This is the House ethics committee investigation, headed up by Republican Reps. Doc Hastings of Washington and Judy Biggert of Illinois, and Democratic Reps. Howard Berman of California and Stephanie Tubbs Jones, D-Ohio.
Hastert and Co. were negligent about the suggestive e-mails. No one was found to have known about the more salacious instant messages:
But the committee concluded that Hastert's chief of staff, Scott Palmer, was told about Foley's inappropriate conduct in 2002 or 2003 _ a finding based on testimony from Foley's former chief of staff, Kirk Fordham.
Palmer said he didn't recall the warning, although Fordham even described the room where they met.
Overall, the evidence shows that "concerns began to arise about Rep. Foley's interactions with pages or other young male staff members" shortly after he took office in 1995, according to the committee report.
The report, prepared by a four-member subcommittee, described "a disconcerting unwillingness to take responsibility for resolving issues regarding Foley's conduct."
Waaaay down at the bottom of the story, you'll find this bit:
Democrats received a brief mention in the report.
The committee said that one Democratic aide, Matt Miller, had possession of suggestive computer messages written by Foley, and passed them along to reporters as well as a communications aide at the Democratic Congressional Campaign Committee.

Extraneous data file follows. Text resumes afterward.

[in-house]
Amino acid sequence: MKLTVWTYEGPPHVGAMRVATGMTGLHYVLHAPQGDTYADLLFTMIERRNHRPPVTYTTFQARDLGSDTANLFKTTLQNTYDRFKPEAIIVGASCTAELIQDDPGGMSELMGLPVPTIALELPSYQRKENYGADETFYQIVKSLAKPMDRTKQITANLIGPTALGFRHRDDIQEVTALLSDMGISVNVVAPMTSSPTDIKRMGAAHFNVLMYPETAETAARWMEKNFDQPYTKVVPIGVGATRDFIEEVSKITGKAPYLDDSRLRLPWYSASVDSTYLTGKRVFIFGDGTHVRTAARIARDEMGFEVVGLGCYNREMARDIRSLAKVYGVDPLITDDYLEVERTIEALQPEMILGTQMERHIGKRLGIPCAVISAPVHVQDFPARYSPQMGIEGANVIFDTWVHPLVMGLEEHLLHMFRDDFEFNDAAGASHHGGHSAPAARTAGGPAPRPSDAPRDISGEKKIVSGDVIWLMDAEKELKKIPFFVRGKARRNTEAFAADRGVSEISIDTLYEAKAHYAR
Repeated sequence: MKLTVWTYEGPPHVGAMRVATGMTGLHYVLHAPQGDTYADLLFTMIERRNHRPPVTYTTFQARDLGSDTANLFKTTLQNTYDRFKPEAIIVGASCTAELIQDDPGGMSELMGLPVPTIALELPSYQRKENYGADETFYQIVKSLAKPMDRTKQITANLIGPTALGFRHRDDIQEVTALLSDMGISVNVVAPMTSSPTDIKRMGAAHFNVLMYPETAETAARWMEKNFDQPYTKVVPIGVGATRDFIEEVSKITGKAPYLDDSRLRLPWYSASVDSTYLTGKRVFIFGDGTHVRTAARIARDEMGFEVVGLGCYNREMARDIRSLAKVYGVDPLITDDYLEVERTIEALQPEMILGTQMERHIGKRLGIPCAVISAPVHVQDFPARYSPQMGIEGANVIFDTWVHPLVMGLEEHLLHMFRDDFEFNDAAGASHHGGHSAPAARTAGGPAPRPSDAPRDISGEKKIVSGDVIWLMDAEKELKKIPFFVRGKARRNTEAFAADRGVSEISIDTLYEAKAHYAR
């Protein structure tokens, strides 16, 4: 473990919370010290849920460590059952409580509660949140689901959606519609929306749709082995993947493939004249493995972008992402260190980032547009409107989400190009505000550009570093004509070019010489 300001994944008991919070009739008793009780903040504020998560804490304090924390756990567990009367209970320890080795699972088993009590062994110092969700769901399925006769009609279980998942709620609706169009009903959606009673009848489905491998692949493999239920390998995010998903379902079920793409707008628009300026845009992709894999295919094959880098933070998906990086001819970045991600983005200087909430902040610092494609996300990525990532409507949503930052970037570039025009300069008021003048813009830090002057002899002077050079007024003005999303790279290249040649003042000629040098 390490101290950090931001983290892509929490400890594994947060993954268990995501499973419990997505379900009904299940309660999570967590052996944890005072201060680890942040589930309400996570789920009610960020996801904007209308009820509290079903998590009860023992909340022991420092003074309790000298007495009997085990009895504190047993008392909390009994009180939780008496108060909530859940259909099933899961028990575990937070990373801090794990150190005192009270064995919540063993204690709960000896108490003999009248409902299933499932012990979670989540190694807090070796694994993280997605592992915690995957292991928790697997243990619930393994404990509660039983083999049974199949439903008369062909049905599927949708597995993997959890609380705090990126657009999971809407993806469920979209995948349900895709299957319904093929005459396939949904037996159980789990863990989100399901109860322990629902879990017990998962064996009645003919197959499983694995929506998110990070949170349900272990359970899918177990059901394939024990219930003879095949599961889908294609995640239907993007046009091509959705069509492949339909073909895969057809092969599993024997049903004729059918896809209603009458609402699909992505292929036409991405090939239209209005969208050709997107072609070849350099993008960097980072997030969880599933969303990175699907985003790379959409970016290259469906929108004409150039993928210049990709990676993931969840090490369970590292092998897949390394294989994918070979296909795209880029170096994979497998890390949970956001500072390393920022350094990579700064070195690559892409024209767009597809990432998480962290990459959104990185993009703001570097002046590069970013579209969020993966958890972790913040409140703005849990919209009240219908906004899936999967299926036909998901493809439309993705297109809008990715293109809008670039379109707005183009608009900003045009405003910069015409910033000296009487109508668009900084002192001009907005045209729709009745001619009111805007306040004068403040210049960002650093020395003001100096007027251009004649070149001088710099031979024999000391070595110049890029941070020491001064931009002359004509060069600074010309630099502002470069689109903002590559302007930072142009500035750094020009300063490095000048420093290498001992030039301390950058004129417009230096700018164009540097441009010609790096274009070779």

The Blotter was a little more upfront about the Dem involvement:
According to the Committee's report, "the communications directors for both the House Democratic Caucus and the Democratic Congressional Campaign Committee" in the fall of 2005 also had copies of e-mails written by Mark Foley to a congressional page, which the high school student described as "sick, sick, sick, sick."...
But while the report is highly critical of the shortcomings of Hastert and the Republican leadership, there is no follow-up to the brief one sentence mention on page 76 that powerful Democratic committees also knew about the e-mails except to note that Matt Miller, the House Democratic Caucus staff member, sent the e-mails at some pont to various news organizations.
Foley will receive no punishment within the House, of course, since he's already resigned. ABC reports that Foley is unlikely to be prosecuted at a federal level, but Florida authorities are still looking into it.
Well, whether Foley is prosecuted or not, we can all hope the widely publicized scandal will keep pages safer in the future, should the program continue.